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Young, Edith / Student's manual of fashion drawing: thirty lessons with conventional charts
(1919)

Lesson VIII: Plaids, stripes and figures,   pp. 27-29 PDF (939.1 KB)


Page 27

 
T LQQnT IT 
PLAIDS, STRIPES AND FIGURES 
  By this time the student should be pro- 
ficient in drawing dresses, and if this is the 
case, plaids, stripes and figures will seem 
very easy. 
  Around Fig. U will be seen many ex- 
amples of plaids, but the student should 
pay no attention to them until the prin- 
ciple of all plaids is understood. 
  It is assumed that the student has drawn 
the outline of Fig. U, and that a very good 
bottom line has been secured. If not, 
re-draw the outline before attempting to 
plaid it. 
  Suppose it is desired to stripe this dress 
The stripes near the bottom follow the 
bottom line of the dress (as did the hem 
and tuck), going in and out of the full- 
ness. They continue to do this, gradually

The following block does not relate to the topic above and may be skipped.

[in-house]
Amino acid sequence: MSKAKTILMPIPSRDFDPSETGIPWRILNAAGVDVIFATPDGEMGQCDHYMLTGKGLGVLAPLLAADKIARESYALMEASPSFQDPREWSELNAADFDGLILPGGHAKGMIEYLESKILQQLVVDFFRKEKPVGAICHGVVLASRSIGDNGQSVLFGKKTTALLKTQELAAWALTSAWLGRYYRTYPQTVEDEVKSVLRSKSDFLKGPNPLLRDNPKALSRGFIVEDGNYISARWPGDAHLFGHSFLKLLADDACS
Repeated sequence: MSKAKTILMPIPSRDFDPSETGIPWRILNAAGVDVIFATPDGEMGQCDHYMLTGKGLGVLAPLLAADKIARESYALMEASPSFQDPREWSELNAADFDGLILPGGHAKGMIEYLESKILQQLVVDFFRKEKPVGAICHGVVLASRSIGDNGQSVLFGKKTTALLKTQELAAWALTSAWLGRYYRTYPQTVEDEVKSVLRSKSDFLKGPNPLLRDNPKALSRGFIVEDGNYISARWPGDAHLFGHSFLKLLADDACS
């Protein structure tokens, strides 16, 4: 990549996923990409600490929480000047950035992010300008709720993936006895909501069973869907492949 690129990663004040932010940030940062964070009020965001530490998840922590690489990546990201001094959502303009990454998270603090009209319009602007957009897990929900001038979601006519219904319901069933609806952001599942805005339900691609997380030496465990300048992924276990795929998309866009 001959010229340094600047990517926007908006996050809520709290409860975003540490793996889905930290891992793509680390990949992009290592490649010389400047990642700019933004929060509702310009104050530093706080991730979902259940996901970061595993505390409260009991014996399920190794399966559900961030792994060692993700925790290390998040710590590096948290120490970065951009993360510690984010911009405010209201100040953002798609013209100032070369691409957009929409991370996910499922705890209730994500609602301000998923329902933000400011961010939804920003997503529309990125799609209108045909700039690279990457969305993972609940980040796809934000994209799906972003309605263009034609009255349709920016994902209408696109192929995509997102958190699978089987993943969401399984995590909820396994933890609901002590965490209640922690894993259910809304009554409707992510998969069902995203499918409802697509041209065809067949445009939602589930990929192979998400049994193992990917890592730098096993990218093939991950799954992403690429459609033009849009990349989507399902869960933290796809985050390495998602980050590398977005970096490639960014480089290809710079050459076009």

changing until, at the waist, they follow 
the waist line. Be particular to make 
the stripes go in and out of the fullness, 
and where the fullness stops, go around the 
skirt in good even plaids. 
  When placing the stripes around, do not 
allow them to touch XX on the top, thus 
leaving a high light on top of the fold, 
but underneath draw them close to XX, 
and under stripes being well in the shadow. 
  On the sleeve they follow its bottom line, 
changing a little as they approach the 
shoulder. 
  On this foundation any kind of a plaid 
may be constructed. 
  Study all the examples of plaids, and 
note the guide lines, all auide lines beine 
to make the squares 


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